Gazprom is in talks with Yukos to partner up in the development of East Siberia's hydrocarbon reserves, a joint effort that could pave the way for exports to China. "Gazprom doesn't have a very deep base in Siberia and the Far East," Gazprom board member Boris Fyodorov told investors Monday. "It has less than 5 percent of total licenses. Yukos can be one of the big partners with Gazprom in this area." Yukos' press office confirmed that negotiations between the two companies are taking place. During the July visit of Chinese President Jiang Zemin to Moscow, Russia and China signed an agreement that cleared the way for a feasibility study on a 1,700-kilometer oil pipeline linking the two countries. Yukos president Mikhail Khodorkovsky has fought tooth and nail for such a pipeline, and construction could start as early as summer 2003. Last week, the China National Petroleum Corp. signed an agreement with Yukos and state-owned Rosneft to develop oil fields in the Irkustsk and Sakha regions. Gazprom is not as well positioned. Currently, its gas-trunk pipelines stop at Krasnoyarsk, but its alliance with global energy major Shell has emerged as the frontrunner in the bidding to build a gas pipeline to China. Gazprom also plans to participate in the development of the BP-operated Kovykta gas deposit in Eastern Siberia. Gazprom lacks capital to explore and develop Eastern Siberia on its own, a result of years of underinvestment and alleged asset stripping by former management, Saint Petersburg Times wrote.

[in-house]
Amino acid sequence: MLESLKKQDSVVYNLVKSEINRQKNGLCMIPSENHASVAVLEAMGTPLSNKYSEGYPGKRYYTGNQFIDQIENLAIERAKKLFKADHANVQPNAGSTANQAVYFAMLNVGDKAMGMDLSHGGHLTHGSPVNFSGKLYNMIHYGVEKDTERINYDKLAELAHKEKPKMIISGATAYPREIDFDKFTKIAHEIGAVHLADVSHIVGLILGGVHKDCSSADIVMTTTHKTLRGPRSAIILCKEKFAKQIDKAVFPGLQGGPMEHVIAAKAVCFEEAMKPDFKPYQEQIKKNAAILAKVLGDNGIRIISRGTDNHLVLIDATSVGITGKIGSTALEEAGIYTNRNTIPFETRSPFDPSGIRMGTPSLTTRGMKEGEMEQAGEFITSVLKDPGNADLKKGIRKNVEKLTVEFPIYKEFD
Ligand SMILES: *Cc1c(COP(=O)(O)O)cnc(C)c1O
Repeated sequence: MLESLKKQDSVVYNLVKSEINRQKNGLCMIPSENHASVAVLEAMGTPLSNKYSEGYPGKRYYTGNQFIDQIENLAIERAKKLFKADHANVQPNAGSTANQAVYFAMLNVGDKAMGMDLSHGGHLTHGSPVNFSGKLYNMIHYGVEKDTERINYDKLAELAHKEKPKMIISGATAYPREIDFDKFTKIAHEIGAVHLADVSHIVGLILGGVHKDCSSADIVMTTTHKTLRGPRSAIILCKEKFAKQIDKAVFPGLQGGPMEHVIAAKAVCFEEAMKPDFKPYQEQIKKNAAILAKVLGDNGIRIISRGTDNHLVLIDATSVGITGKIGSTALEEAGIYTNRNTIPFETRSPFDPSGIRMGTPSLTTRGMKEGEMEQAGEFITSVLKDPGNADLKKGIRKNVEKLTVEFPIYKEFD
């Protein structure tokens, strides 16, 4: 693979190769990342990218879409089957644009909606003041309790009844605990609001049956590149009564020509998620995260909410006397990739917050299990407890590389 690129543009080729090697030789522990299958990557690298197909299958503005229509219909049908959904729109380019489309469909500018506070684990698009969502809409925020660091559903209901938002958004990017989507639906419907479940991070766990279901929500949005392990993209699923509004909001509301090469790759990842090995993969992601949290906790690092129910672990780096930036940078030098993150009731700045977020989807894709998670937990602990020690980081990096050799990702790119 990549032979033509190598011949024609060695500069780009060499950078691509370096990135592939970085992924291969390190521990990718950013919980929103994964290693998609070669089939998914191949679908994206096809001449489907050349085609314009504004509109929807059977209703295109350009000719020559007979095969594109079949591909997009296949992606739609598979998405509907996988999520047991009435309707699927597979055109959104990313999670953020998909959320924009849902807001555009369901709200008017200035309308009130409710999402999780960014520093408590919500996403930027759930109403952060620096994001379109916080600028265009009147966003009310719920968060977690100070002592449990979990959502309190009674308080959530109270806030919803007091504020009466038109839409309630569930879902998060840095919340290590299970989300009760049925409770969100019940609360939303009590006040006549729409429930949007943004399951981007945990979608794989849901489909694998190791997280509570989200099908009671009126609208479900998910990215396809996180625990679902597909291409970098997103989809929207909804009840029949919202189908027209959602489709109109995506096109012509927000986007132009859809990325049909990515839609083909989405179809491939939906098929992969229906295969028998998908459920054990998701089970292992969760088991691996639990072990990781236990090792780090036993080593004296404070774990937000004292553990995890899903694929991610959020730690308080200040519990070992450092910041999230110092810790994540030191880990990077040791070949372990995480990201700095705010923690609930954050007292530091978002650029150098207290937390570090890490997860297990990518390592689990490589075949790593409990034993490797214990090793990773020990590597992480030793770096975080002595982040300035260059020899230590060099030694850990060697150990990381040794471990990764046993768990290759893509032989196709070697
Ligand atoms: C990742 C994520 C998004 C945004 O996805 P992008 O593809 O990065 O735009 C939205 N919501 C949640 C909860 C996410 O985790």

British Foreign Secretary David Cameron said that Russian President Vladimir Putin should be outvoiced about the crisis in Ukraine. In order to do this, the West needs to provide even greater support for Kyiv